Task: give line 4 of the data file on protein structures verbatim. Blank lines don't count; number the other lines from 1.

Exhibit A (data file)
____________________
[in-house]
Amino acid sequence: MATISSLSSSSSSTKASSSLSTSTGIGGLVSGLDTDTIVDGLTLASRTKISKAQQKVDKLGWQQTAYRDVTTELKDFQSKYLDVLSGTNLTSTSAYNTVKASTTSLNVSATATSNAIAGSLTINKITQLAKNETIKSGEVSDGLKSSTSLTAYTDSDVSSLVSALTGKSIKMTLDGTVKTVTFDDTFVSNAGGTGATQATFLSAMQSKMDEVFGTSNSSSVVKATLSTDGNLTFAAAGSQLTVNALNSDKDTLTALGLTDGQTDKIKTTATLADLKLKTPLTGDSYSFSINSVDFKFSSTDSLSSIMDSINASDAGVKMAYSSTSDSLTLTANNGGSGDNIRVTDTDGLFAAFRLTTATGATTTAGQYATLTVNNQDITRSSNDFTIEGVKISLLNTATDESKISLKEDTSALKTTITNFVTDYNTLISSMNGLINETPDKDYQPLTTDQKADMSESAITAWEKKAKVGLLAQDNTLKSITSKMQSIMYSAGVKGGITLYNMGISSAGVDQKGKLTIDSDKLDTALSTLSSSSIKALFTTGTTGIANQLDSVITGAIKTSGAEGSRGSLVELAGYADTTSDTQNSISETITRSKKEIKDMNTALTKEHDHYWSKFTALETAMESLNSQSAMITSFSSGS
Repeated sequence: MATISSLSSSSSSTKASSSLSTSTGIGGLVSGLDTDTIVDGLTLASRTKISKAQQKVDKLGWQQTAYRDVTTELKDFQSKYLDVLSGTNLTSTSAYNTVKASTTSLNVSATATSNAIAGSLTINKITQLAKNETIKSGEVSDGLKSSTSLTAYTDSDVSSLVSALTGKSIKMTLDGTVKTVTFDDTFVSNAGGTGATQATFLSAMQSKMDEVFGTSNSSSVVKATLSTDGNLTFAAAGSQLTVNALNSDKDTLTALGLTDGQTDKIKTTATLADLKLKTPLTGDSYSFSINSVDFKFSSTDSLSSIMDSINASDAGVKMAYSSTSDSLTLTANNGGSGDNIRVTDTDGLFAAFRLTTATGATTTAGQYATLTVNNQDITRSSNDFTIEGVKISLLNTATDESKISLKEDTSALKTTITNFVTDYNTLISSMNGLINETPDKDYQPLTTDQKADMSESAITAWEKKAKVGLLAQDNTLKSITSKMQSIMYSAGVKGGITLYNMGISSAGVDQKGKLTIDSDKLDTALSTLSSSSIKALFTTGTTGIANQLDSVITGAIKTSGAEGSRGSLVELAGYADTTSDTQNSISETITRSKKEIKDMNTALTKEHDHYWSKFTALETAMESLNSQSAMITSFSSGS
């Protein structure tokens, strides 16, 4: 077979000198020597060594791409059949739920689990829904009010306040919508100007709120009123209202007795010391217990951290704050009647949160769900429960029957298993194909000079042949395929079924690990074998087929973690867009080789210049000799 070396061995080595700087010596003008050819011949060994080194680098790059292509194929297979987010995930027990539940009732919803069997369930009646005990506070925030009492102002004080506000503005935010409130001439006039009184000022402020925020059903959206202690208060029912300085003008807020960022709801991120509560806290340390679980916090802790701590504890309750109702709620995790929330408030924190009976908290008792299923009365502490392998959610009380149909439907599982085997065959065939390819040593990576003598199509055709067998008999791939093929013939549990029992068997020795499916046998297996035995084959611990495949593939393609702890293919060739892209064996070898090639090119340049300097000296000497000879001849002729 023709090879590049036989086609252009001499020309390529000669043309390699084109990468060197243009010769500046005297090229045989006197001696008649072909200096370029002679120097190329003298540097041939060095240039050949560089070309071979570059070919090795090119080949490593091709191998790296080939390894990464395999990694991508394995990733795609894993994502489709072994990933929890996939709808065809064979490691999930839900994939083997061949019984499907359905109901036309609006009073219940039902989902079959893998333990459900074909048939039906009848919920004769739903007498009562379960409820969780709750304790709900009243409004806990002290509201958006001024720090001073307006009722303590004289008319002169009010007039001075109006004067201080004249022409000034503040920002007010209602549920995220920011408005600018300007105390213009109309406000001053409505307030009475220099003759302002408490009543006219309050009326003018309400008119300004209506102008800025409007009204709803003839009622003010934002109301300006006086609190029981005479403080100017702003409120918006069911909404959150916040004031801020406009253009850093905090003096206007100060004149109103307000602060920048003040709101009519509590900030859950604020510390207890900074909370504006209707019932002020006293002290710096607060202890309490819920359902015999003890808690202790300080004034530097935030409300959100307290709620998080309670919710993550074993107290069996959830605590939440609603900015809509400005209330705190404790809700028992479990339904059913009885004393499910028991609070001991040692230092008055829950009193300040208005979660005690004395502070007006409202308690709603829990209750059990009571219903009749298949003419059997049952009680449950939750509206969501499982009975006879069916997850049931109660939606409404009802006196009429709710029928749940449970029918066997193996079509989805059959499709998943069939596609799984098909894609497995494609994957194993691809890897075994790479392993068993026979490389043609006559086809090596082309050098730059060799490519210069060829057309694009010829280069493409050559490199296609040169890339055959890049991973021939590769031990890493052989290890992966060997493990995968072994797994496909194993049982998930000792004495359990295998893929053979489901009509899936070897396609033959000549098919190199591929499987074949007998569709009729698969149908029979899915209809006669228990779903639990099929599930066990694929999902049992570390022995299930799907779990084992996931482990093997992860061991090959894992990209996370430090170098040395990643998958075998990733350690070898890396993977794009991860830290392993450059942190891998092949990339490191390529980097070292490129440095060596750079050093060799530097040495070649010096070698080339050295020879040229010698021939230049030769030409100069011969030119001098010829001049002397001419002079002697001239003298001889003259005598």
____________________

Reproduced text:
């Protein structure tokens, strides 16, 4: 077979000198020597060594791409059949739920689990829904009010306040919508100007709120009123209202007795010391217990951290704050009647949160769900429960029957298993194909000079042949395929079924690990074998087929973690867009080789210049000799 070396061995080595700087010596003008050819011949060994080194680098790059292509194929297979987010995930027990539940009732919803069997369930009646005990506070925030009492102002004080506000503005935010409130001439006039009184000022402020925020059903959206202690208060029912300085003008807020960022709801991120509560806290340390679980916090802790701590504890309750109702709620995790929330408030924190009976908290008792299923009365502490392998959610009380149909439907599982085997065959065939390819040593990576003598199509055709067998008999791939093929013939549990029992068997020795499916046998297996035995084959611990495949593939393609702890293919060739892209064996070898090639090119340049300097000296000497000879001849002729 023709090879590049036989086609252009001499020309390529000669043309390699084109990468060197243009010769500046005297090229045989006197001696008649072909200096370029002679120097190329003298540097041939060095240039050949560089070309071979570059070919090795090119080949490593091709191998790296080939390894990464395999990694991508394995990733795609894993994502489709072994990933929890996939709808065809064979490691999930839900994939083997061949019984499907359905109901036309609006009073219940039902989902079959893998333990459900074909048939039906009848919920004769739903007498009562379960409820969780709750304790709900009243409004806990002290509201958006001024720090001073307006009722303590004289008319002169009010007039001075109006004067201080004249022409000034503040920002007010209602549920995220920011408005600018300007105390213009109309406000001053409505307030009475220099003759302002408490009543006219309050009326003018309400008119300004209506102008800025409007009204709803003839009622003010934002109301300006006086609190029981005479403080100017702003409120918006069911909404959150916040004031801020406009253009850093905090003096206007100060004149109103307000602060920048003040709101009519509590900030859950604020510390207890900074909370504006209707019932002020006293002290710096607060202890309490819920359902015999003890808690202790300080004034530097935030409300959100307290709620998080309670919710993550074993107290069996959830605590939440609603900015809509400005209330705190404790809700028992479990339904059913009885004393499910028991609070001991040692230092008055829950009193300040208005979660005690004395502070007006409202308690709603829990209750059990009571219903009749298949003419059997049952009680449950939750509206969501499982009975006879069916997850049931109660939606409404009802006196009429709710029928749940449970029918066997193996079509989805059959499709998943069939596609799984098909894609497995494609994957194993691809890897075994790479392993068993026979490389043609006559086809090596082309050098730059060799490519210069060829057309694009010829280069493409050559490199296609040169890339055959890049991973021939590769031990890493052989290890992966060997493990995968072994797994496909194993049982998930000792004495359990295998893929053979489901009509899936070897396609033959000549098919190199591929499987074949007998569709009729698969149908029979899915209809006669228990779903639990099929599930066990694929999902049992570390022995299930799907779990084992996931482990093997992860061991090959894992990209996370430090170098040395990643998958075998990733350690070898890396993977794009991860830290392993450059942190891998092949990339490191390529980097070292490129440095060596750079050093060799530097040495070649010096070698080339050295020879040229010698021939230049030769030409100069011969030119001098010829001049002397001419002079002697001239003298001889003259005598």